Indian marriages were patriarchal, meaning they were built on the foundations of masculinity. Women were expected to be submissive to their husbands and perform domestic roles (Daniely & Lederman, 2019). Moreover, marriages between the two opposite sexes are widely accepted while the relationships between same-gender individuals are highly discouraged. Heteronormativity structures the everyday belief in Northern Indian communities that heterosexuality is normalized. Children are taught from a young age that they will marry a man if they are girls and vice versa. They are also told that there are only two genders: female and male. Other identities, such as transgender, are not recognized in the community. Members of the society are also encouraged to practice monogamy in marriage, where exclusive and monogamous relationships are more celebrated and acceptable than other types of relationships.

In a patriarchal society such as the Punjabi community in Norther India, women are reduced to roles such as making ornaments using beads. This insinuates that they are valued for their beauty, their aesthetic value, and not for who they are. In this case, women-only play the ornamental or aesthetic role in marriage; they are to look good just to impress men. A woman is expected to be obedient and respect their husband (Bandyopadhyay & Saha, 2020). Moreover, a wife’s offense against her husband is punished gravely. On the contrary, if it is a man who makes a mistake, it is considered to be a woman’s fault. In communities such as the Punjabis, women are expected to submit to the demands of men and not challenge their positions as heads of families. Men are allowed to marry as many women as they wish to. In this case, they are only valued for their role in reproduction.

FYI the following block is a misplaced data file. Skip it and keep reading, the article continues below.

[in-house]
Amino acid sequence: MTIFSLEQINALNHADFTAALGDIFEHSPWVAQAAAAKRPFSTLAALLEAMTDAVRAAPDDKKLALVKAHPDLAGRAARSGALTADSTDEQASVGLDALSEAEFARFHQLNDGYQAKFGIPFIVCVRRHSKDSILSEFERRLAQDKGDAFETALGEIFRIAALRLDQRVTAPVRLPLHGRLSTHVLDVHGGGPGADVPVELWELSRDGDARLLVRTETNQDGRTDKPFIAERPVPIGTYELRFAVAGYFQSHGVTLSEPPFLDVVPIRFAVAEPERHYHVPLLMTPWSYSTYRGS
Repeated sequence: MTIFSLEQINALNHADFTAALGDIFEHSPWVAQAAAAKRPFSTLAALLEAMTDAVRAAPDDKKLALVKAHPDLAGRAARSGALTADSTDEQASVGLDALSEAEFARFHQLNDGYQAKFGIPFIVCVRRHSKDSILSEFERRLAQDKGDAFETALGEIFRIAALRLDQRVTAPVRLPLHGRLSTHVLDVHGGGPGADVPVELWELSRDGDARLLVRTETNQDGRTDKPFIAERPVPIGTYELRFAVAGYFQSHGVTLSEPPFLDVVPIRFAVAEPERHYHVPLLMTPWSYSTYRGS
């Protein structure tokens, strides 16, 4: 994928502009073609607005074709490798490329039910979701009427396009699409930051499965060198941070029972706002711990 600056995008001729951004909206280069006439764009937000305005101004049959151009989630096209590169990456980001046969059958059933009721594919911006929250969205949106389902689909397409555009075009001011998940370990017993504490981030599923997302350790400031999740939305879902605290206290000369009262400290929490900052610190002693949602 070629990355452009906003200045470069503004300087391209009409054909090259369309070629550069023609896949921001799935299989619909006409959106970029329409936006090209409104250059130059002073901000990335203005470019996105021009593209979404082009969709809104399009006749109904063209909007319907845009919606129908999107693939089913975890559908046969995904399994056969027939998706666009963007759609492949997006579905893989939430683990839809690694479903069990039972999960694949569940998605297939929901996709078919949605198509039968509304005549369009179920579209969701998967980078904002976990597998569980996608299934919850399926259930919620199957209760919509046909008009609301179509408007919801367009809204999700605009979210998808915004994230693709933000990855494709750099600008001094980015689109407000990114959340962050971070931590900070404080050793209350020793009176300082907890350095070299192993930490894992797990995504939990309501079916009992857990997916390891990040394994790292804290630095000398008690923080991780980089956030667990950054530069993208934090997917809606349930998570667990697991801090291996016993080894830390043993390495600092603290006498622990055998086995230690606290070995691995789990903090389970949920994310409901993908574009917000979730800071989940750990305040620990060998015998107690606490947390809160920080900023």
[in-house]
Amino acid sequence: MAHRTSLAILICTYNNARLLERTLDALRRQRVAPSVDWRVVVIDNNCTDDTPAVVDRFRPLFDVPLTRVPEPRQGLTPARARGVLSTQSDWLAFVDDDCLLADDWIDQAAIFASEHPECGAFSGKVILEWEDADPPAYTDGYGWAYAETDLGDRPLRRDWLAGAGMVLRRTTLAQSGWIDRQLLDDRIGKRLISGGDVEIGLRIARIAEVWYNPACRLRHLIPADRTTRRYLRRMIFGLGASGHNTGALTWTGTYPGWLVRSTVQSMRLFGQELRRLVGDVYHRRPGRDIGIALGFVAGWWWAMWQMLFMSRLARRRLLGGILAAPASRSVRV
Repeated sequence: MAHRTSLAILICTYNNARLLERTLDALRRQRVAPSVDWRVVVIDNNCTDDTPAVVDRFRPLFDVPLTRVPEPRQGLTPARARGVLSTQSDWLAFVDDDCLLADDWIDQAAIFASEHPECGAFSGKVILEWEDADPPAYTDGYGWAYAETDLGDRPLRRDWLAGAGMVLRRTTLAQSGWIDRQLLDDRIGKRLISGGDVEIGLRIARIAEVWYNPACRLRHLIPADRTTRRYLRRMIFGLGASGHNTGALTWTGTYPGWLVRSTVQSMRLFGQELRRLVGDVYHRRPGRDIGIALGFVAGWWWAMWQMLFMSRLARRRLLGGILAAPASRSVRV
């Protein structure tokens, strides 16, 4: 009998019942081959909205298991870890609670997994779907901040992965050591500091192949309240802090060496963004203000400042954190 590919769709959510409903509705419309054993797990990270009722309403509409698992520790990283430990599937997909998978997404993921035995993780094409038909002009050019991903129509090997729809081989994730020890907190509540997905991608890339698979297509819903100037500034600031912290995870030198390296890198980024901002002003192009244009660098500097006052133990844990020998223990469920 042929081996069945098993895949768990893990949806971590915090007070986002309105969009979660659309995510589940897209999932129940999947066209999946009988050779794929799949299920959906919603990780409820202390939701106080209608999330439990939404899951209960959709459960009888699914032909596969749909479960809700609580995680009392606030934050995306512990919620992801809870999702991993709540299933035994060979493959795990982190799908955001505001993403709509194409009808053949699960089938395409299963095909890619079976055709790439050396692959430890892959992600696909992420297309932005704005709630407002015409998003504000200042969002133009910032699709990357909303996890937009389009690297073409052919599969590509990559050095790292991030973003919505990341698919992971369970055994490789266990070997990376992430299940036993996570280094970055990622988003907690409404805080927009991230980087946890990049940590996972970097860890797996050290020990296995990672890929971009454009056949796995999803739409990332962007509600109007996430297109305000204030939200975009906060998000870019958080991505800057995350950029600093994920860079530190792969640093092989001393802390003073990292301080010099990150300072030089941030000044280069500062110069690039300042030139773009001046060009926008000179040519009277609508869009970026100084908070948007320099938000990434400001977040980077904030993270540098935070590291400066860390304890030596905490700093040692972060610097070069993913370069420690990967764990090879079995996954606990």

References

Bandyopadhyay, N., & Saha, A. K. (2020). Watercentric roles and women’s spaces. Gender, Space, and Agency in India, 120-132. Web.

Baruah, M. (2014). Book review: Tiplut Nongbri, development masculinity and Christianity: Essays and verses from India’s northeast. Indian Journal of Gender Studies, 21(3), 485-489. Web.

Daniely, D. L., & Lederman, S. (2019). Gendered cultural differences and change in gender roles among displaced refugees. Indian Journal of Gender Studies, 26(3), 364-384. Web.

Imam, Z., & Bano, S. (2015). Patriarchy, community rights, and institutions for education: Counter-discourse and negotiation for rights. Indian Journal of Gender Studies, 22(2), 282-299. Web.

Sen, S. (2018). Indian masculinity: An important intervention in gender and masculinity studies. Anthropological Quarterly, 91(3), 1105-1118. Web.